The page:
mcddjj

August 22, 2010, 07:33:05 AM
One thing that has really helped this line is that SF has been able to acquire many of these streetcars from the junk heap of other cities. Most of them are historic cars from other cities that have thrown them away or they are found rotting in yards. As a resident my only complaint is that it can be hard to find a seat or space since the cars are so crowded with tourists.  - jj

gatorback

August 22, 2010, 11:20:48 AM
Tayana, it's not just jacksonville that screw things up. Here's the latest about my Metro Rail.

I heard somewhere last week that it's just shy $47M to meet operating expenses or something like that.

Quote

 The Metropolitan Transit Authority has been in the news recently mostly because of a good, old-fashioned document-shredding scandal and yet another spectacular crash.

But the more important issue facing Houstonians is that Metro is preparing to force large swaths of the community – including the key Uptown area near the Galleria -- to incur the enormous cost of enduring construction of its inefficient and impractical rail lines.

Bill King has spent a considerable amount of his time over the past several years studying Metro and Houston’s transit problems. In this devastating post, King finds that Metro is close to barreling completely out of any semblance of fiscal control:


There could hardly be a more fitting image for the close of the current Metro administration than the recent photographs for a wrecked Metro buses in front of Metro's headquarters after having been broad-sided by Metro's Main Street light rail. The last six years are likely to be remembered as the most ruinous time for public transportation in Houston's history as Metro has pursued a single-minded obsession to build its version of an at-grade rail system regardless of the cost, both in financial terms and in the degradation of the bus system on which over 100,000 Houstonians rely daily. Fortunately, Mayor Parker has ordered top-to-bottom review of the agency. Here is what that review is likely to find.

Decline in Ridership. Since 2004, Houston population has grown by over 10% from just over 2 million to 2.25 million. At the same time gas prices rose 47% from $1.81 per gallon to $2.67 per gallon. These two factors should have virtually guaranteed an increase in transit. However, exactly the opposite has occurred as bus boardings dropped almost 24% from 88 million in 2004 to 67 million in 2009. Instead of increasing bus service by 50% as it promised the voters in the 2003 referendum, Metro has slashed bus routes and increased fares by over 50%. Today Metro actually operates 225 fewer buses than it did in 2003. An outside performance audit in 2008 found that on-time performance fell by 29% from 2004 to 2008.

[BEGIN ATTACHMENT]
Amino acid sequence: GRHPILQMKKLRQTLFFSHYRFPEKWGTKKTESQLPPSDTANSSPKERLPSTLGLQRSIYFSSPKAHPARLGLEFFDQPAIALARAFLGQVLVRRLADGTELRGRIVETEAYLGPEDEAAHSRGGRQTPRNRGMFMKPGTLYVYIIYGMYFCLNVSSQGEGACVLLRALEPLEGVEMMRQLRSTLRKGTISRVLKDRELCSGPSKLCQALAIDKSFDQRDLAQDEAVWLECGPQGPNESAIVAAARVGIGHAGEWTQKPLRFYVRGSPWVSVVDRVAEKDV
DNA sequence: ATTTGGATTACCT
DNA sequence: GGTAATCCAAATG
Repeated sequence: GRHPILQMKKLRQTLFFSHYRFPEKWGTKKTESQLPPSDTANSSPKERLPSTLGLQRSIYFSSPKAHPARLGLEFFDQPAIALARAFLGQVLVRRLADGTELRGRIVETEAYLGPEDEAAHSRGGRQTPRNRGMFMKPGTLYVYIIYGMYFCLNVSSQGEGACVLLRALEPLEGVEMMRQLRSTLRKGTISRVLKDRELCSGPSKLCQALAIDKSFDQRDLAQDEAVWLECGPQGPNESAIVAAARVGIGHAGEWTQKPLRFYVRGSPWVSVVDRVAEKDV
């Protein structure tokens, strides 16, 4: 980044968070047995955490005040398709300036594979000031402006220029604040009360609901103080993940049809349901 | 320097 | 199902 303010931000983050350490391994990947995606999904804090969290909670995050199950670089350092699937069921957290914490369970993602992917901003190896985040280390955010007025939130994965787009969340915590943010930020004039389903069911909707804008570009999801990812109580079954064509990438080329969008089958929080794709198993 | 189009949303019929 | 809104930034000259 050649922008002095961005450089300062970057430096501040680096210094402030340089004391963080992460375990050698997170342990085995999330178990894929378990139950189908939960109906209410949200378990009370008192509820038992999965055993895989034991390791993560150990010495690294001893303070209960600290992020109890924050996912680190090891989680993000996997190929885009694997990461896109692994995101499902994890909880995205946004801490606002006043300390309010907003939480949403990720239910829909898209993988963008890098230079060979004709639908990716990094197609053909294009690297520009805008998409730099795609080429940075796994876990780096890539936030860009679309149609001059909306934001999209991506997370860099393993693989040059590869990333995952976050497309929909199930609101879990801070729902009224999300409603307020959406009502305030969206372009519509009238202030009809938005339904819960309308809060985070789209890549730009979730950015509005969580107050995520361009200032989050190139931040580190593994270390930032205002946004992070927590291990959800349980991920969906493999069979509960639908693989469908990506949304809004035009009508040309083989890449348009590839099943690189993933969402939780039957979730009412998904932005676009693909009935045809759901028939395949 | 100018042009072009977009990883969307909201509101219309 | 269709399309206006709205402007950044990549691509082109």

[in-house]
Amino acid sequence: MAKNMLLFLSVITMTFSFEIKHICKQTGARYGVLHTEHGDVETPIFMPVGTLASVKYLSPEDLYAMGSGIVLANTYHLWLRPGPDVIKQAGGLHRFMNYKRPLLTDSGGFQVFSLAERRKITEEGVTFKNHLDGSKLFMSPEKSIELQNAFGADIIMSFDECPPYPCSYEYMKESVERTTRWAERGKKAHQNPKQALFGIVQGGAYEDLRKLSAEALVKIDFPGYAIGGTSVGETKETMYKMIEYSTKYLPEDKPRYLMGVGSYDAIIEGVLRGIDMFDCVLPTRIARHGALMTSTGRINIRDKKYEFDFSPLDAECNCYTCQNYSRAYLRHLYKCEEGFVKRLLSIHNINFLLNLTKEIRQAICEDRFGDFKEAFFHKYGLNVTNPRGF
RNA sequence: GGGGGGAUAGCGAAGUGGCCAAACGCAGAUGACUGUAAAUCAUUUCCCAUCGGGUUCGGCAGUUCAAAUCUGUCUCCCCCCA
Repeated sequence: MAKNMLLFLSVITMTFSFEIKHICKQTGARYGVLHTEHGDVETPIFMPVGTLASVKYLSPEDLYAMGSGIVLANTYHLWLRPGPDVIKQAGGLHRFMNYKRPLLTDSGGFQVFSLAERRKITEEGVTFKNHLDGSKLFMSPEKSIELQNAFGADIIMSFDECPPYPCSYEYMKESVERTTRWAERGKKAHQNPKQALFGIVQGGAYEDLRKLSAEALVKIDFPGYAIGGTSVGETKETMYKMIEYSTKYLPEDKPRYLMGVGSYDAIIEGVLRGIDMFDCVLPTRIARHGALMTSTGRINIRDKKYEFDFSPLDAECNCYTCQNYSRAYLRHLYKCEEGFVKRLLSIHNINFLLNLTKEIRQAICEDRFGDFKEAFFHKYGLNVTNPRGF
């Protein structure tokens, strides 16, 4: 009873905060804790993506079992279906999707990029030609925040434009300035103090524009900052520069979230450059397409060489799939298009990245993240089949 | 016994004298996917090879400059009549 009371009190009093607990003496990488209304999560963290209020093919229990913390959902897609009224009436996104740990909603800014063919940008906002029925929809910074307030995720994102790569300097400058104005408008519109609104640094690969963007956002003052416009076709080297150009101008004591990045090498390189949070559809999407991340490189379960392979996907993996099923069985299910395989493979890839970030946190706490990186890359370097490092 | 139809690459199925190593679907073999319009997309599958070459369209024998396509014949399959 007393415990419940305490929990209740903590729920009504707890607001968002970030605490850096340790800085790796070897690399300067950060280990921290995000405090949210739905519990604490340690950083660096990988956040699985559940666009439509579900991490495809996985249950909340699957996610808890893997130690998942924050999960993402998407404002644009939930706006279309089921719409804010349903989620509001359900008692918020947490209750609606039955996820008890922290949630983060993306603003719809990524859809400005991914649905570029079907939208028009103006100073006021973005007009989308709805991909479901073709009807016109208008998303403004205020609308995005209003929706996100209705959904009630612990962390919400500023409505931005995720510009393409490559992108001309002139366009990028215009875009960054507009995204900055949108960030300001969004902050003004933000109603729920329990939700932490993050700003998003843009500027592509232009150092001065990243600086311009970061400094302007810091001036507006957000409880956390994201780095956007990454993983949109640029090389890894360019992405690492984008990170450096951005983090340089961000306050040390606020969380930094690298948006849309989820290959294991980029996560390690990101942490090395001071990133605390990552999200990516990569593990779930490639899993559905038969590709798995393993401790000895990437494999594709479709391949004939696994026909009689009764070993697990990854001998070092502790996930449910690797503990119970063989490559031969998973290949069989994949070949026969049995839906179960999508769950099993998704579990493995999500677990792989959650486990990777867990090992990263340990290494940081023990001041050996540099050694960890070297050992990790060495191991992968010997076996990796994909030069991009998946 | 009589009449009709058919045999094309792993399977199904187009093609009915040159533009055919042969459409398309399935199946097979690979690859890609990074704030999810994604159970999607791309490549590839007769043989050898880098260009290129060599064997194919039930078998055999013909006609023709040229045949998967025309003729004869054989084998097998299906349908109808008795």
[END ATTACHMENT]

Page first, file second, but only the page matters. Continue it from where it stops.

Financial Disaster. Since 2003, Metro's sales tax revenues have increased by 43%, rising from $357 million to $512 million. At the same time, its fare revenue increased by 41% from $42 million to $60 million by charging an ever dwindling ridership more. Yet, Metro is in the worst financial shape in recent history. At year end 2003 Metro's current assets exceeded its current liabilities by $125 million. The budget just adopted by the Metro board projects that it will have current accounts deficit of $165 million by the end of this fiscal year, a stunning loss of nearly $300 million in just five years. Over the same period, Metro's debt has swelled by nearly 50% from $546 million to $816 million.

.]

In the meantime, the cost of the [Metro’s Light Rail Transit lines] has risen from the $1.2 billion originally estimated to something well in excess of $3 billion. Metro is seeking to borrow $2.6 billion to build the LRT, over four times what it promised the voters would be the limit in the 2003 referendum. Originally, Metro assured voters that it could build the LRT without tapping the mobility payments that are so critical to the Houston and the other member cities. Metro's projections now show that it can only afford the LRT if those payments are terminated in 2014. [.  .  .]

In 2003, after a spirited public debate, this community approved, by a narrow margin, a consensus plan to enhance public transportation with a multi-modal approach. Part of that bargain was a limited experiment with a light rail system. The voters specifically limited the resources that Metro could devote to the light rail for fear that the cost might undermine the solid, dependable bus service that existed at that time. Metro's leadership has shredded that contract with the voters in favor of its own grandiose vision of transit that has little to do actually solving Houston's mobility problems. In the meantime, traffic congestion continues to get worse and working families that rely on public transportation to get their jobs everyday find riding Metro a more difficult and more expensive proposition.